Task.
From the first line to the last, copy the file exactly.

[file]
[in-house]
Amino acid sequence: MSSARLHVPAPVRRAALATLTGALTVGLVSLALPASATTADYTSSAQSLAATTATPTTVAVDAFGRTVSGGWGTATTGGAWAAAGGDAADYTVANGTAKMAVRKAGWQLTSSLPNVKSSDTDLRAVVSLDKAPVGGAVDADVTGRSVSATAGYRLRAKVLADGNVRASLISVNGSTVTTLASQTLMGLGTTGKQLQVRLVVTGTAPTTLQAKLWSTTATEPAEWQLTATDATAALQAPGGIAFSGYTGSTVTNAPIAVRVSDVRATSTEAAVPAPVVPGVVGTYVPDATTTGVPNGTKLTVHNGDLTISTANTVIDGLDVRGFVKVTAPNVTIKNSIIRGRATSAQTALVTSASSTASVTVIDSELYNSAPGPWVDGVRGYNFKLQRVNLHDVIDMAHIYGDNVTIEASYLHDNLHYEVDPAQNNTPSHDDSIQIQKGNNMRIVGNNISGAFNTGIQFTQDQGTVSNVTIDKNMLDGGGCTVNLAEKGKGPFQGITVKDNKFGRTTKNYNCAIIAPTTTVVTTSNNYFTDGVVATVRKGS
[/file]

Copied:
[in-house]
Amino acid sequence: MSSARLHVPAPVRRAALATLTGALTVGLVSLALPASATTADYTSSAQSLAATTATPTTVAVDAFGRTVSGGWGTATTGGAWAAAGGDAADYTVANGTAKMAVRKAGWQLTSSLPNVKSSDTDLRAVVSLDKAPVGGAVDADVTGRSVSATAGYRLRAKVLADGNVRASLISVNGSTVTTLASQTLMGLGTTGKQLQVRLVVTGTAPTTLQAKLWSTTATEPAEWQLTATDATAALQAPGGIAFSGYTGSTVTNAPIAVRVSDVRATSTEAAVPAPVVPGVVGTYVPDATTTGVPNGTKLTVHNGDLTISTANTVIDGLDVRGFVKVTAPNVTIKNSIIRGRATSAQTALVTSASSTASVTVIDSELYNSAPGPWVDGVRGYNFKLQRVNLHDVIDMAHIYGDNVTIEASYLHDNLHYEVDPAQNNTPSHDDSIQIQKGNNMRIVGNNISGAFNTGIQFTQDQGTVSNVTIDKNMLDGGGCTVNLAEKGKGPFQGITVKDNKFGRTTKNYNCAIIAPTTTVVTTSNNYFTDGVVATVRKGS